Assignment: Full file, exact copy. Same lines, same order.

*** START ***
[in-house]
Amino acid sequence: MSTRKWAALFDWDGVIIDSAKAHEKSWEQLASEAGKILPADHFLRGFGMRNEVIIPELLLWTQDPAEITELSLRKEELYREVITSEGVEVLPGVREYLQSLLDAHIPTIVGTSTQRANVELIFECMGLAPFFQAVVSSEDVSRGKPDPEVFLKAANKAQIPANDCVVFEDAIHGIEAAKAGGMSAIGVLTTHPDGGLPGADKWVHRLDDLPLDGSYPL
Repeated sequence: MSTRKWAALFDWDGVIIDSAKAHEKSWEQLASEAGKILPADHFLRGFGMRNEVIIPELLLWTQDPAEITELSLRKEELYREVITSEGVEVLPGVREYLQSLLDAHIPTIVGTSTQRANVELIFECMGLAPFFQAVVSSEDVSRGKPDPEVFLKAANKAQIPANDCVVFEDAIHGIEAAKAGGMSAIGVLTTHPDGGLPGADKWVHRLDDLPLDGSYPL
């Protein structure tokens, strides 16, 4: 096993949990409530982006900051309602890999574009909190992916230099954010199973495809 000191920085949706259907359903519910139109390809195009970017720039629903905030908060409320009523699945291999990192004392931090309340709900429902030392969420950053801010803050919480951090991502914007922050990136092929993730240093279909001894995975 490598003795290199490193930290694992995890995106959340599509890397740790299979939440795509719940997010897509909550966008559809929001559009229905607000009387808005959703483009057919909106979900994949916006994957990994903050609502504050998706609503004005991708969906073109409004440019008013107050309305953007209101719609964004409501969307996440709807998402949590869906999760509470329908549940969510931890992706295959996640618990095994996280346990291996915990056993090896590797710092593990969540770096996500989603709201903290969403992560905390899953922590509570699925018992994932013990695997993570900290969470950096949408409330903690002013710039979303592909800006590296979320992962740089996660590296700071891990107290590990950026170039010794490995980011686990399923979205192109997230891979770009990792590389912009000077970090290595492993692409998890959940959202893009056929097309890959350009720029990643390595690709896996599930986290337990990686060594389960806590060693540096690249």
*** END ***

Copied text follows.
[in-house]
Amino acid sequence: MSTRKWAALFDWDGVIIDSAKAHEKSWEQLASEAGKILPADHFLRGFGMRNEVIIPELLLWTQDPAEITELSLRKEELYREVITSEGVEVLPGVREYLQSLLDAHIPTIVGTSTQRANVELIFECMGLAPFFQAVVSSEDVSRGKPDPEVFLKAANKAQIPANDCVVFEDAIHGIEAAKAGGMSAIGVLTTHPDGGLPGADKWVHRLDDLPLDGSYPL
Repeated sequence: MSTRKWAALFDWDGVIIDSAKAHEKSWEQLASEAGKILPADHFLRGFGMRNEVIIPELLLWTQDPAEITELSLRKEELYREVITSEGVEVLPGVREYLQSLLDAHIPTIVGTSTQRANVELIFECMGLAPFFQAVVSSEDVSRGKPDPEVFLKAANKAQIPANDCVVFEDAIHGIEAAKAGGMSAIGVLTTHPDGGLPGADKWVHRLDDLPLDGSYPL
């Protein structure tokens, strides 16, 4: 096993949990409530982006900051309602890999574009909190992916230099954010199973495809 000191920085949706259907359903519910139109390809195009970017720039629903905030908060409320009523699945291999990192004392931090309340709900429902030392969420950053801010803050919480951090991502914007922050990136092929993730240093279909001894995975 490598003795290199490193930290694992995890995106959340599509890397740790299979939440795509719940997010897509909550966008559809929001559009229905607000009387808005959703483009057919909106979900994949916006994957990994903050609502504050998706609503004005991708969906073109409004440019008013107050309305953007209101719609964004409501969307996440709807998402949590869906999760509470329908549940969510931890992706295959996640618990095994996280346990291996915990056993090896590797710092593990969540770096996500989603709201903290969403992560905390899953922590509570699925018992994932013990695997993570900290969470950096949408409330903690002013710039979303592909800006590296979320992962740089996660590296700071891990107290590990950026170039010794490995980011686990399923979205192109997230891979770009990792590389912009000077970090290595492993692409998890959940959202893009056929097309890959350009720029990643390595690709896996599930986290337990990686060594389960806590060693540096690249």